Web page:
The Coquitlam Express must believe they have a chance to make some noise this spring.
The team announced Tuesday morning that they’ve acquired forward Jared Power (great name!) from the AJHL’s Grand Prairie Storm in return for future considerations. Power is a 20 year old forward who was wearing an ‘A’ for the Storm. He had 11 goals and 19 points in 30 games, and it will be interesting to see how much of that offence travels with him to the Express.
League to league scoring equivalency is fascinating.
Like a major league pitcher going from the National League to the American League, you wonder how a player will hold up in a tougher environment. I saw this last year when the Chiefs acquired PJ Marrocco around midseason from the AJHL’s Bonnyville Pontiacs. At the time, Marrocco was leading the entire AJHL in scoring with 41 points in 28 games. When he came west, the shifty forward was still a good offensive player, but his stats with the Chiefs (28-11-12-23) weren’t nearly what they were in Alberta.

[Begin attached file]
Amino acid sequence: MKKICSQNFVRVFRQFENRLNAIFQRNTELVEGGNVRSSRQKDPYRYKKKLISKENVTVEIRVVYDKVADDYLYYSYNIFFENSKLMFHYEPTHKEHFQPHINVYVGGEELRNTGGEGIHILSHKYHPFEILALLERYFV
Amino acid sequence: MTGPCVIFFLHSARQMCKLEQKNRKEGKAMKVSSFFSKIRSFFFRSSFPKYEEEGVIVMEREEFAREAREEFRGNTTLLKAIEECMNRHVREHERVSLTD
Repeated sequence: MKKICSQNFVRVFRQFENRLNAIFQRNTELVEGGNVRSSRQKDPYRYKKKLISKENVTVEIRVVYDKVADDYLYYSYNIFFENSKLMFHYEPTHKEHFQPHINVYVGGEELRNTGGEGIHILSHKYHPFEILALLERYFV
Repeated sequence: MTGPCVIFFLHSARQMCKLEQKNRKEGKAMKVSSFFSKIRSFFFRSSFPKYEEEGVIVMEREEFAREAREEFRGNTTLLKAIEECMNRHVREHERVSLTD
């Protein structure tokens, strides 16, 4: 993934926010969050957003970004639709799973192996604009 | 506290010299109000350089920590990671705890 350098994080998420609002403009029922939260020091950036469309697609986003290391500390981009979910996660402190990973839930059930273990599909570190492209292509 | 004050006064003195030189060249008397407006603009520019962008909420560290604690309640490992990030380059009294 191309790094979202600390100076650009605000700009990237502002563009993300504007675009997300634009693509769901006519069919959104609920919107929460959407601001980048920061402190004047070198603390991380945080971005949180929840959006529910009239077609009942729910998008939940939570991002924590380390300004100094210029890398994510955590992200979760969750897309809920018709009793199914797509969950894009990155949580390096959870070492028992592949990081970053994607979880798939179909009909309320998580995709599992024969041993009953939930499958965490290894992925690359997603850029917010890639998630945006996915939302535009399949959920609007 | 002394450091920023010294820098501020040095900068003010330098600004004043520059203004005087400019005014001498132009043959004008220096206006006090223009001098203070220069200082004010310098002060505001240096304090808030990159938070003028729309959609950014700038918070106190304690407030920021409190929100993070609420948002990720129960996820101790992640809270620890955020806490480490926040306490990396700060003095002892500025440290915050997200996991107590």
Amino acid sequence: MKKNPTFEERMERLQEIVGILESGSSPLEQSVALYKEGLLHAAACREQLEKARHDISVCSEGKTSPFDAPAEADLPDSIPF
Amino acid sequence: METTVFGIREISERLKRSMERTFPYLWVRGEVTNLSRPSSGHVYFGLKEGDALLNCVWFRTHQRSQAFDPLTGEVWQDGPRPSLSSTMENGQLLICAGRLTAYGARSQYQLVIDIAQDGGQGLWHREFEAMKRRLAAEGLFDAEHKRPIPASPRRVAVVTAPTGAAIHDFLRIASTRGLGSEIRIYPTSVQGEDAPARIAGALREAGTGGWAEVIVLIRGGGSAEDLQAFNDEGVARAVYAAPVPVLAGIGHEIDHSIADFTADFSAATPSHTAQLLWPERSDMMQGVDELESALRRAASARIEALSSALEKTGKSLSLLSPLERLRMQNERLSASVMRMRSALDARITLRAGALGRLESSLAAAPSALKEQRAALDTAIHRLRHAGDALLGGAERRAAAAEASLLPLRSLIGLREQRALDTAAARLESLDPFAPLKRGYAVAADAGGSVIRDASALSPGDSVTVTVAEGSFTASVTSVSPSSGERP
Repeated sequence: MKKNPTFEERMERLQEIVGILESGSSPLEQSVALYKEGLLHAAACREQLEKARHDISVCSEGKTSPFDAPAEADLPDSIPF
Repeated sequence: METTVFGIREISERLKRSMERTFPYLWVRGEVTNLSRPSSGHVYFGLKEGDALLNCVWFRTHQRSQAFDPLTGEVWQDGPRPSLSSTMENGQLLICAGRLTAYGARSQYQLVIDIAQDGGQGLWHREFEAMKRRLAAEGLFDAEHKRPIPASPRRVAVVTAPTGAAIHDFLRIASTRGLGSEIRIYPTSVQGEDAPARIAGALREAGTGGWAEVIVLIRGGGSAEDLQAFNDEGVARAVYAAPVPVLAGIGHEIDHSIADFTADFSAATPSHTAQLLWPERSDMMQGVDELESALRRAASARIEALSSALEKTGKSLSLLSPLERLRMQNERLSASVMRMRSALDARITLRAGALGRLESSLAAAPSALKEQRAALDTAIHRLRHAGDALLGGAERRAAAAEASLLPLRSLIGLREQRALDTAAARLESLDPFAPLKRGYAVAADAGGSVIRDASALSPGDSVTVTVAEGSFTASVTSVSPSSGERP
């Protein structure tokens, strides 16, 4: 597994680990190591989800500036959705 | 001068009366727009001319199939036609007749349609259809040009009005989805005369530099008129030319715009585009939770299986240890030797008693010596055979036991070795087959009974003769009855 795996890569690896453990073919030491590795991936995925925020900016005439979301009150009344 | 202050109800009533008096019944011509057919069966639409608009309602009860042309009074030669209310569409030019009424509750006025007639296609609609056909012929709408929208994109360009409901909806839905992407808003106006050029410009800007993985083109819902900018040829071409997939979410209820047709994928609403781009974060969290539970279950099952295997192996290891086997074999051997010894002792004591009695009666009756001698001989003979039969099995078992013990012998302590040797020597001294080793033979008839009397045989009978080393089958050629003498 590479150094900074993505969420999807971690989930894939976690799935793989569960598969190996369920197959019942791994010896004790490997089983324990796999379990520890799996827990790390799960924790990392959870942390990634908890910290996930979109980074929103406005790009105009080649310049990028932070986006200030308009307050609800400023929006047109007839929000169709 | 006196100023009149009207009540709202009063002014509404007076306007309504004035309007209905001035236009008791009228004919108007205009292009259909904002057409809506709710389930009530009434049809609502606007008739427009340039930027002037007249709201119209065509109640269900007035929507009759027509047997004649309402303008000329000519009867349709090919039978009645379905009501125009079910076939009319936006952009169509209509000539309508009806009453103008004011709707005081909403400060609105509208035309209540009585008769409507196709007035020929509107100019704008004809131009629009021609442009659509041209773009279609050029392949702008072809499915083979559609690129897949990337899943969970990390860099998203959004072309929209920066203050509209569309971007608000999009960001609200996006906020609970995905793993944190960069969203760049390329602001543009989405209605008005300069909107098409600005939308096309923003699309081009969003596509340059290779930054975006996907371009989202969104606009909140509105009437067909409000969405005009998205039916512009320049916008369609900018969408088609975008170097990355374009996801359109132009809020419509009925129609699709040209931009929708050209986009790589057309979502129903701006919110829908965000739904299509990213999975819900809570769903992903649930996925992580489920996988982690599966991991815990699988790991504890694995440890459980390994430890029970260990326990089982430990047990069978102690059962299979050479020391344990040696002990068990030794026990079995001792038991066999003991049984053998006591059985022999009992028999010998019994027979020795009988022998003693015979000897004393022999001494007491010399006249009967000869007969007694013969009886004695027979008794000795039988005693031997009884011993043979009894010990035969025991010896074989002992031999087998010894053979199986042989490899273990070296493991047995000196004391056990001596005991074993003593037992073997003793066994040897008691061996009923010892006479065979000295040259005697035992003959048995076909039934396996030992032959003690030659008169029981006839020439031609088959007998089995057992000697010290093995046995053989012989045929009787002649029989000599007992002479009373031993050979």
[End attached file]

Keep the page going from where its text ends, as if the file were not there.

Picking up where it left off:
That said, if Coquitlam’s new player brings leadership, physicality (he’s six-foot-two and 195 pounds) and the ability to be a .5 points-per-game type, the Express will be better for it. After a red-hot start that had them near the top of the league, Coquitlam’s gone 2-6 over their last eight games and faded to third in the Mainland division.
I talked last week about Merritt’s Van Unen brothers committing to NCAA programs.
Here’s Mike with some thoughts on Northern Michigan.
And here’s Rylan discussing Alaska-Fairbanks.
There will be a lot of teddy bears flying through the air this weekend at BCHL arenas.
If you haven’t been in the house for one of these, they’re a lot fun.
Here’s how it’s looked the last four years at the South Okanagan Events Centre in Penticton.
Eric Welsh is the sports editor at the Chilliwack Progress and has been covering junior A hockey in B.C. and Alberta since 2003.